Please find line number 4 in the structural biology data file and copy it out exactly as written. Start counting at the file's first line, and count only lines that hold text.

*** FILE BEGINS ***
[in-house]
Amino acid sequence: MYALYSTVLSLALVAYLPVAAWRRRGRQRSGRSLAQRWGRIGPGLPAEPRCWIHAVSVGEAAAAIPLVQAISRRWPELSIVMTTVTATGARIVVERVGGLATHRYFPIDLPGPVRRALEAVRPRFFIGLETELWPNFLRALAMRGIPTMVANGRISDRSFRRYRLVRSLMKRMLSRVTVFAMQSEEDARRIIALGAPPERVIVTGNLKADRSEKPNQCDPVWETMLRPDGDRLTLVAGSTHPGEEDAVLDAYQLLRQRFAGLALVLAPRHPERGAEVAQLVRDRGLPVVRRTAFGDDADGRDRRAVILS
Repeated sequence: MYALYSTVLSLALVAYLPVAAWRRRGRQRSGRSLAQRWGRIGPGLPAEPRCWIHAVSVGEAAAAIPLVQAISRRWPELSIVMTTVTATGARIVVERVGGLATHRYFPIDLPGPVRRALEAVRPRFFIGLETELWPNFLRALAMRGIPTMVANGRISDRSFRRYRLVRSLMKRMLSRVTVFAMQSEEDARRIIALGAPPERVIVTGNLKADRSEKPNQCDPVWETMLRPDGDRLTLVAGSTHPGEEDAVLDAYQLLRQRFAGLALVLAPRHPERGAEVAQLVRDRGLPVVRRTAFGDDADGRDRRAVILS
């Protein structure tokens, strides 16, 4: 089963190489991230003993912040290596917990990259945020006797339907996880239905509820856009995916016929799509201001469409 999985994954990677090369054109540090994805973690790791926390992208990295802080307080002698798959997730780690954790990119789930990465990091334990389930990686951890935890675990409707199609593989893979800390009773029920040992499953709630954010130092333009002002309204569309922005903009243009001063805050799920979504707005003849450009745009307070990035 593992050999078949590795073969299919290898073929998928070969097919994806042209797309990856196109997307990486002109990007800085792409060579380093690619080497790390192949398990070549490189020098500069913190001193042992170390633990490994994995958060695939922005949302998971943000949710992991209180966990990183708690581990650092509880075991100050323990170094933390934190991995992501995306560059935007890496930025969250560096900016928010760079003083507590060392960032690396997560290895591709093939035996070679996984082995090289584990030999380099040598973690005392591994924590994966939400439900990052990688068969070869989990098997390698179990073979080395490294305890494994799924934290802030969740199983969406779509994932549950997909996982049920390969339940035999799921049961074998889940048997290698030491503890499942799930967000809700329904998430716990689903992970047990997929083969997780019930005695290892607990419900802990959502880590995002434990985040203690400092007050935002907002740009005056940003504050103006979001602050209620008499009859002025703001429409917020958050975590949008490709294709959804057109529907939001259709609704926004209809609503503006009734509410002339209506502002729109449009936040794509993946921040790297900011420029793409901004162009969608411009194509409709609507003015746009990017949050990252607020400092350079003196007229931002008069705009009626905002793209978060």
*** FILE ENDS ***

């Protein structure tokens, strides 16, 4: 089963190489991230003993912040290596917990990259945020006797339907996880239905509820856009995916016929799509201001469409 999985994954990677090369054109540090994805973690790791926390992208990295802080307080002698798959997730780690954790990119789930990465990091334990389930990686951890935890675990409707199609593989893979800390009773029920040992499953709630954010130092333009002002309204569309922005903009243009001063805050799920979504707005003849450009745009307070990035 593992050999078949590795073969299919290898073929998928070969097919994806042209797309990856196109997307990486002109990007800085792409060579380093690619080497790390192949398990070549490189020098500069913190001193042992170390633990490994994995958060695939922005949302998971943000949710992991209180966990990183708690581990650092509880075991100050323990170094933390934190991995992501995306560059935007890496930025969250560096900016928010760079003083507590060392960032690396997560290895591709093939035996070679996984082995090289584990030999380099040598973690005392591994924590994966939400439900990052990688068969070869989990098997390698179990073979080395490294305890494994799924934290802030969740199983969406779509994932549950997909996982049920390969339940035999799921049961074998889940048997290698030491503890499942799930967000809700329904998430716990689903992970047990997929083969997780019930005695290892607990419900802990959502880590995002434990985040203690400092007050935002907002740009005056940003504050103006979001602050209620008499009859002025703001429409917020958050975590949008490709294709959804057109529907939001259709609704926004209809609503503006009734509410002339209506502002729109449009936040794509993946921040790297900011420029793409901004162009969608411009194509409709609507003015746009990017949050990252607020400092350079003196007229931002008069705009009626905002793209978060």